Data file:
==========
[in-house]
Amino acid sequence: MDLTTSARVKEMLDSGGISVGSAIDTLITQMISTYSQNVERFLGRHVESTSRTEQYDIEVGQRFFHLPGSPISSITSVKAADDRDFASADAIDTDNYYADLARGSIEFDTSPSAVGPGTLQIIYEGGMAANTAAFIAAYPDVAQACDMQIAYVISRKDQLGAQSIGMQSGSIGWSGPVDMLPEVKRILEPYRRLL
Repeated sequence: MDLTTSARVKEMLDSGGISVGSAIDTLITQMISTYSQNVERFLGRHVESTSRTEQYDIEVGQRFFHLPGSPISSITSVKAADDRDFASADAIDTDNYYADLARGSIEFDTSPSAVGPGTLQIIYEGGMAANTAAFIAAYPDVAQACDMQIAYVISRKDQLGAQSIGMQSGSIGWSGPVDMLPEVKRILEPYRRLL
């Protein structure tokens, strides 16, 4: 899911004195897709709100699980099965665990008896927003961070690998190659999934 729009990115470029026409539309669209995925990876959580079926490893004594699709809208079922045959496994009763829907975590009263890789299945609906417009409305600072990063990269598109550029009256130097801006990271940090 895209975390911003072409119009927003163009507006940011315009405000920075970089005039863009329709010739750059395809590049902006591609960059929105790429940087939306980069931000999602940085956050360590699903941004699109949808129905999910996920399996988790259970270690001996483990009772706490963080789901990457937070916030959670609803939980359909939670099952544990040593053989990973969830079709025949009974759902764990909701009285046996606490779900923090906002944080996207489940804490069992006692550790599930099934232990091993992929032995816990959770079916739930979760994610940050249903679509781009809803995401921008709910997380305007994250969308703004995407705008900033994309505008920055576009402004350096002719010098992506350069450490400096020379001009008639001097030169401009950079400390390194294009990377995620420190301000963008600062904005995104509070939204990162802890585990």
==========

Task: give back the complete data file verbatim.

[in-house]
Amino acid sequence: MDLTTSARVKEMLDSGGISVGSAIDTLITQMISTYSQNVERFLGRHVESTSRTEQYDIEVGQRFFHLPGSPISSITSVKAADDRDFASADAIDTDNYYADLARGSIEFDTSPSAVGPGTLQIIYEGGMAANTAAFIAAYPDVAQACDMQIAYVISRKDQLGAQSIGMQSGSIGWSGPVDMLPEVKRILEPYRRLL
Repeated sequence: MDLTTSARVKEMLDSGGISVGSAIDTLITQMISTYSQNVERFLGRHVESTSRTEQYDIEVGQRFFHLPGSPISSITSVKAADDRDFASADAIDTDNYYADLARGSIEFDTSPSAVGPGTLQIIYEGGMAANTAAFIAAYPDVAQACDMQIAYVISRKDQLGAQSIGMQSGSIGWSGPVDMLPEVKRILEPYRRLL
């Protein structure tokens, strides 16, 4: 899911004195897709709100699980099965665990008896927003961070690998190659999934 729009990115470029026409539309669209995925990876959580079926490893004594699709809208079922045959496994009763829907975590009263890789299945609906417009409305600072990063990269598109550029009256130097801006990271940090 895209975390911003072409119009927003163009507006940011315009405000920075970089005039863009329709010739750059395809590049902006591609960059929105790429940087939306980069931000999602940085956050360590699903941004699109949808129905999910996920399996988790259970270690001996483990009772706490963080789901990457937070916030959670609803939980359909939670099952544990040593053989990973969830079709025949009974759902764990909701009285046996606490779900923090906002944080996207489940804490069992006692550790599930099934232990091993992929032995816990959770079916739930979760994610940050249903679509781009809803995401921008709910997380305007994250969308703004995407705008900033994309505008920055576009402004350096002719010098992506350069450490400096020379001009008639001097030169401009950079400390390194294009990377995620420190301000963008600062904005995104509070939204990162802890585990």